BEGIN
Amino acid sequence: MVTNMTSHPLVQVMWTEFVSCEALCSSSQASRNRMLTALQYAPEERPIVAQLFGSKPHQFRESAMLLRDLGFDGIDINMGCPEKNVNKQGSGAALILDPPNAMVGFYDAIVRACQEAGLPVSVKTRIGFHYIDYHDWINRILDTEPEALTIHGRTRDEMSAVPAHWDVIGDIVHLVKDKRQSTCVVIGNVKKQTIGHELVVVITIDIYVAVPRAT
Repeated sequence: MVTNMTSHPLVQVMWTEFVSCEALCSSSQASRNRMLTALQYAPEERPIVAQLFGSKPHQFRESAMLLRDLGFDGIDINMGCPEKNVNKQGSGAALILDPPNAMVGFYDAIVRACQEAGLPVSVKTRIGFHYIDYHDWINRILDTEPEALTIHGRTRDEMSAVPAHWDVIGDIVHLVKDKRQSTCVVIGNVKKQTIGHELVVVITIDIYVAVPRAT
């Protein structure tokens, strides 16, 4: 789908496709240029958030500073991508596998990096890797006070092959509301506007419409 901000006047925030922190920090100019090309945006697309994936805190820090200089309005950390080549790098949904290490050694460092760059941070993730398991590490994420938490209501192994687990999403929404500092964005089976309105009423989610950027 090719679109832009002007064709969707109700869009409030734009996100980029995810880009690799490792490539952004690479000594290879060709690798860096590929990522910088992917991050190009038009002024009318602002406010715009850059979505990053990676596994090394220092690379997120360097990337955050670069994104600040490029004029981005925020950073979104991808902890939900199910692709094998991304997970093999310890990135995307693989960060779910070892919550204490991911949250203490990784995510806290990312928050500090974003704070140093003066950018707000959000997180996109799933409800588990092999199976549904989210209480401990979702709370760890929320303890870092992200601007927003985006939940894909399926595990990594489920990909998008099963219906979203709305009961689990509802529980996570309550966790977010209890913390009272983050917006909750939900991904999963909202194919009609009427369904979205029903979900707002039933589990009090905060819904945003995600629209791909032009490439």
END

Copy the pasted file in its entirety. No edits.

Amino acid sequence: MVTNMTSHPLVQVMWTEFVSCEALCSSSQASRNRMLTALQYAPEERPIVAQLFGSKPHQFRESAMLLRDLGFDGIDINMGCPEKNVNKQGSGAALILDPPNAMVGFYDAIVRACQEAGLPVSVKTRIGFHYIDYHDWINRILDTEPEALTIHGRTRDEMSAVPAHWDVIGDIVHLVKDKRQSTCVVIGNVKKQTIGHELVVVITIDIYVAVPRAT
Repeated sequence: MVTNMTSHPLVQVMWTEFVSCEALCSSSQASRNRMLTALQYAPEERPIVAQLFGSKPHQFRESAMLLRDLGFDGIDINMGCPEKNVNKQGSGAALILDPPNAMVGFYDAIVRACQEAGLPVSVKTRIGFHYIDYHDWINRILDTEPEALTIHGRTRDEMSAVPAHWDVIGDIVHLVKDKRQSTCVVIGNVKKQTIGHELVVVITIDIYVAVPRAT
């Protein structure tokens, strides 16, 4: 789908496709240029958030500073991508596998990096890797006070092959509301506007419409 901000006047925030922190920090100019090309945006697309994936805190820090200089309005950390080549790098949904290490050694460092760059941070993730398991590490994420938490209501192994687990999403929404500092964005089976309105009423989610950027 090719679109832009002007064709969707109700869009409030734009996100980029995810880009690799490792490539952004690479000594290879060709690798860096590929990522910088992917991050190009038009002024009318602002406010715009850059979505990053990676596994090394220092690379997120360097990337955050670069994104600040490029004029981005925020950073979104991808902890939900199910692709094998991304997970093999310890990135995307693989960060779910070892919550204490991911949250203490990784995510806290990312928050500090974003704070140093003066950018707000959000997180996109799933409800588990092999199976549904989210209480401990979702709370760890929320303890870092992200601007927003985006939940894909399926595990990594489920990909998008099963219906979203709305009961689990509802529980996570309550966790977010209890913390009272983050917006909750939900991904999963909202194919009609009427369904979205029903979900707002039933589990009090905060819904945003995600629209791909032009490439």